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Let’s Change the Way We Talk About Controls

I f you have any familiarity at all with internal control concepts, you probably have an understanding of the traditional designations of preventive, detective, and corrective controls that relate to discouraging, finding, or correcting errors and irregularities. In the modern business world, I submit that this approach to internal control is simply not enough, and both the names for these groups of controls and the definitions of them must evolve.

Today, organizations are seeking Principled Performance—defined as reliably achieving objectives while addressing uncertainty and acting with integrity— and they want to address both downside threats and the upside offered by identifying and grasping opportunities. Nowhere is this clearer than in the context of the controls we establish for governance, risk management, and compliance (GRC) capabilities.

 The OCEG GRC Capability Model notes:

“To achieve Principled Performance, the organization must proactively encourage conduct and events that support its objectives and prevent anything that threatens meeting those objectives. It also must be able to detect ongoing progress toward objectives and determine if undesirable conduct, conditions and events have occurred, or appear likely to occur. Finally, the organization must respond appropriately to desirable and undesirable conduct, conditions and events.”

With the growing availability of technologies that allow for fast and userfriendly analytics, the way we structure controls can offer so much more than detection of errors. We can use an integrated and layered system of various control types, including process, human capital, technology and physical controls, based on risk assessments and analyses to increase an organization’s confidence in its actions. In some frameworks and professions, the concept of control is narrow; in effect it is the “check” on actions management has put in place.

For example, someone with such a view of control would say that a company policy or training program is not a control, but the review of metrics that shows whether the policy or training has been distributed according to plan would be a control. In other frameworks and professions, the policy and training would also be considered controls, because they are designed to ensure the desired conduct. I don’t really care which view you take of the vocabulary, and to argue it is probably a waste of time. OCEG addresses this divide by referring to “management actions and controls” together. Whatever terminology you apply, the outcome needs to be the same. We need to classify management actions and controls under headings that reflect the ways they are used to help the organization achieve Principled Performance. I propose that the modern categories for controls are those set out in the OCEG GRC Capability Model – Proactive, Detective, and Responsive.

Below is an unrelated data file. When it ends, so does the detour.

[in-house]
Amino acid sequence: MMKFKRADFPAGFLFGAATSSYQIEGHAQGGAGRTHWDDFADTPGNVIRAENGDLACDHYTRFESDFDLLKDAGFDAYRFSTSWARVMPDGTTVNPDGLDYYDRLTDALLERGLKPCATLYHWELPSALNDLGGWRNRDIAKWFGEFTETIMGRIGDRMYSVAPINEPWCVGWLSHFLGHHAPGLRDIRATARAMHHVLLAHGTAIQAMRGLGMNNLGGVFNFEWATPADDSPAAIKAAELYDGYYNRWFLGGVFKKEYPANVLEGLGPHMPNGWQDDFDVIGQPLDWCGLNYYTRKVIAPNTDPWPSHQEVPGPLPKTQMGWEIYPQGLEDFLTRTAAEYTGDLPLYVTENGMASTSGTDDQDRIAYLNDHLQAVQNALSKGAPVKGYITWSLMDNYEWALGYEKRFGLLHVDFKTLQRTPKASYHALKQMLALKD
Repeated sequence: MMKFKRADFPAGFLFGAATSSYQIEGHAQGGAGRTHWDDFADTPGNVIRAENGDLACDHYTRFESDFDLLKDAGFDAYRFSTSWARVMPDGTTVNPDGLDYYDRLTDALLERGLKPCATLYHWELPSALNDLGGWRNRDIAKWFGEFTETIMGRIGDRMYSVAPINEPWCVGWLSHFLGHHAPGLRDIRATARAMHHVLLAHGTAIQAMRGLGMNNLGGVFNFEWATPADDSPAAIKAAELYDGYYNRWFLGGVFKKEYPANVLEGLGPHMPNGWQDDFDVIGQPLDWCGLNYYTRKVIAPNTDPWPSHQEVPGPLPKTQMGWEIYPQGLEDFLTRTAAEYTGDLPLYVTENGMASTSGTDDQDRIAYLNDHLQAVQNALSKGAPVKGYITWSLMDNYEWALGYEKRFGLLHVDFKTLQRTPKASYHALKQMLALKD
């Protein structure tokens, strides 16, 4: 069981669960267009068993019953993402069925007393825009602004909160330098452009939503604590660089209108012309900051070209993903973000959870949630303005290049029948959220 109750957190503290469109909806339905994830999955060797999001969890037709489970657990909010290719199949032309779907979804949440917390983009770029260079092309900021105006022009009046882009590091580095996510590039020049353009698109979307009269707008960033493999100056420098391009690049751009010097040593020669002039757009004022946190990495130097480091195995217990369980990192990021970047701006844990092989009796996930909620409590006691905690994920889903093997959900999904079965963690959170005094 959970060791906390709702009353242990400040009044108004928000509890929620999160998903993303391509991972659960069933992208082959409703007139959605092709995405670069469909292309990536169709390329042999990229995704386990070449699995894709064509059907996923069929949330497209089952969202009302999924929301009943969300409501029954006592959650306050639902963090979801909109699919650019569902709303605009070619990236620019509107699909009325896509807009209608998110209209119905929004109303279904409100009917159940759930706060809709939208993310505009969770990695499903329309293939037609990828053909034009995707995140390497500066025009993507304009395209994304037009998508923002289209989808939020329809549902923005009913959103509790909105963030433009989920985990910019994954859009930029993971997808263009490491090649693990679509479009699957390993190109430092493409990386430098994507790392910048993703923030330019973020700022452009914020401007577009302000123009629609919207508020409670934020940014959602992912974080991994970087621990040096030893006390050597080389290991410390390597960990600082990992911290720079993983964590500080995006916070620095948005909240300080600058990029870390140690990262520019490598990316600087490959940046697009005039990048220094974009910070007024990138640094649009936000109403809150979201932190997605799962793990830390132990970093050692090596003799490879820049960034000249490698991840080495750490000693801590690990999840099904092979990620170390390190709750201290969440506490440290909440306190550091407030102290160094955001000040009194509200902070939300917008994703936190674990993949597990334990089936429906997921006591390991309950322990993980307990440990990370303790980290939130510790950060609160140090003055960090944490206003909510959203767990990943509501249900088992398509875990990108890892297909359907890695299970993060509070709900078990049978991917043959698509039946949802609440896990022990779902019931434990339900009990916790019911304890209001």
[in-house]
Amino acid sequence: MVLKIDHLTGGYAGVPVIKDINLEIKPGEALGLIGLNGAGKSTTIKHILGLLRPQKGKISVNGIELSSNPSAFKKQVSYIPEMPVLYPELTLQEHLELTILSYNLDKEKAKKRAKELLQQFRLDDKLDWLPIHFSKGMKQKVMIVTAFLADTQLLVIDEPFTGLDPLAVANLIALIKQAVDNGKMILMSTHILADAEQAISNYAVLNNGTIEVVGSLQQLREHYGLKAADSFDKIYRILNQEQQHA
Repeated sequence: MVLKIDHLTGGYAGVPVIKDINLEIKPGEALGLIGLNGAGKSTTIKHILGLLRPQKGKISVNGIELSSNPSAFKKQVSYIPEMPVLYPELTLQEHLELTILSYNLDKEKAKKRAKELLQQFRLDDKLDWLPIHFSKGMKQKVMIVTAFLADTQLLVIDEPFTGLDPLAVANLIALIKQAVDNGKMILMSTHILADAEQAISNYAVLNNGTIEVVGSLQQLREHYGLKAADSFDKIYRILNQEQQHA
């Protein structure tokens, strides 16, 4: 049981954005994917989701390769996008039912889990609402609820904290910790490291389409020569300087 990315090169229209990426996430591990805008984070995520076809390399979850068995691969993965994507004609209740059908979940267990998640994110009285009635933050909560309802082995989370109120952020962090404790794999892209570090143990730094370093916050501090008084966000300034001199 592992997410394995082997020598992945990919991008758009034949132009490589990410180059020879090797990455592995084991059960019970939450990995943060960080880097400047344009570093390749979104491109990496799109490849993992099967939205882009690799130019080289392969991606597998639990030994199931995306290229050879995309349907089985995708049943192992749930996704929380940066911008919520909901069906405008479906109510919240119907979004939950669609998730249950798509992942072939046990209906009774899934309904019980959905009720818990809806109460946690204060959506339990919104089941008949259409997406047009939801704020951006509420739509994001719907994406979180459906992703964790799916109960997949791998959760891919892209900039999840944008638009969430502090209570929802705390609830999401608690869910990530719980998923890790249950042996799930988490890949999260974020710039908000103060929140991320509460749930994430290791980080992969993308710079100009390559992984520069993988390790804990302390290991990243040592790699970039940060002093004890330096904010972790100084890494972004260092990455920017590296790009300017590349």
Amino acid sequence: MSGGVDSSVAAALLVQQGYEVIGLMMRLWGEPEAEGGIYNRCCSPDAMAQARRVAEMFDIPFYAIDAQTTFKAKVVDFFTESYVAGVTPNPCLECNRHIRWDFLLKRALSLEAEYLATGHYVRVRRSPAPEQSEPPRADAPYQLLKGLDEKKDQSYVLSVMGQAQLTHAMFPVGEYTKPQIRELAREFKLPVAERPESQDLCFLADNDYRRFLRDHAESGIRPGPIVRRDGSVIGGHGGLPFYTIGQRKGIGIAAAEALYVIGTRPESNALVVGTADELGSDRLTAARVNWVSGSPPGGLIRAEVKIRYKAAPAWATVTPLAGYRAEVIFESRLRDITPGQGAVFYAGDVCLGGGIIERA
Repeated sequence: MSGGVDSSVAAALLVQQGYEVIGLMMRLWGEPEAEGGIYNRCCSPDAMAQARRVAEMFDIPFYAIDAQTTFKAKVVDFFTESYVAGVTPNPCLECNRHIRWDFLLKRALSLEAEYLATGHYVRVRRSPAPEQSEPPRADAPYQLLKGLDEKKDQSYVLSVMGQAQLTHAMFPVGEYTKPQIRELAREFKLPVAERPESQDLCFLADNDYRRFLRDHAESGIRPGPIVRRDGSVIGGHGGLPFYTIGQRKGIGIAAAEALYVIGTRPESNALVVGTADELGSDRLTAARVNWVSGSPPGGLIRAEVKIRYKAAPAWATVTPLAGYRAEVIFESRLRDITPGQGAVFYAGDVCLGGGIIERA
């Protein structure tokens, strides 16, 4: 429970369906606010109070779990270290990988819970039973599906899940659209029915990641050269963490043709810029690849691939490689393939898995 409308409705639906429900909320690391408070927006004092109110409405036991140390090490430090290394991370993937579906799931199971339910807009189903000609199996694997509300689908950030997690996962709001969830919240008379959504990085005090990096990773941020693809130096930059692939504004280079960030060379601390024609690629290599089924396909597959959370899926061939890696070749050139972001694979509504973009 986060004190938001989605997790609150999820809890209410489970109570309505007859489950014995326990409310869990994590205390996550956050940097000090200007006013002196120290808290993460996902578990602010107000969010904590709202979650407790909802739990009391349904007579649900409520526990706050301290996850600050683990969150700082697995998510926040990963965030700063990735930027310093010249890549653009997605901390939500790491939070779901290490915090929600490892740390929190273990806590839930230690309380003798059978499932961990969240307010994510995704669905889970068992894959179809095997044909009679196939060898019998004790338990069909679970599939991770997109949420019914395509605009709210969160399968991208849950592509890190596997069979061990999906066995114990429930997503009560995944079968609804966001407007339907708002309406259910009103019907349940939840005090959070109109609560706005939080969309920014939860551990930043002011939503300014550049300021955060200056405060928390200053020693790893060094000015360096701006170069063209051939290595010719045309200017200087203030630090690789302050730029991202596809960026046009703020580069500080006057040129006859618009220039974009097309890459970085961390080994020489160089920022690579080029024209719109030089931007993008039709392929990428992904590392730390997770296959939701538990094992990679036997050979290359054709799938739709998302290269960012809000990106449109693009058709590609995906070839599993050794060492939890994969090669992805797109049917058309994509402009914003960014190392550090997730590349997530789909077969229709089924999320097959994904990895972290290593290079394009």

» Proactive management actions and controls include prevention but go beyond it. Proactive management actions and controls should be used to encourage desirable conditions and events and prevent those which are undesirable.

» Detective management actions and controls determine progress toward objectives and identify the actual or potential occurrence of desirable and undesirable conduct, conditions, and events.

» Responsive management actions and controls do more than correct errors. They help us to recover from undesirable conduct, events, and conditions; fix identified weaknesses; execute necessary discipline; recognize and reinforce desirable conduct and deter future undesired conduct or conditions. They support our ability to grasp opportunities.

What do we do differently if we think about management actions and controls in this way? First, we examine the objectives set by leadership, whether at the entity level or for a particular program or project, and establish actions and controls not only to address whatever might prevent achievement but also for what might enhance the likelihood of meeting those goals. Our entire control framework starts from that holistic perspective. Second, we build a control structure based on the understanding that each action or control can serve more than one purpose.

This leads us to establish a layered range of controls to avoid a single point of failure for high risk areas, while neither under-control nor over-control anything based on a risk assessment. Third, we recognize that we can, and must, be both proactive and responsive at the same time. Technology available to us today, and the resulting analytics and reports, allows us to be constantly reevaluating and rebalancing the full range of actions and controls. When we take such an integrated approach to the internal control environment, we are well positioned to achieve Principled Performance.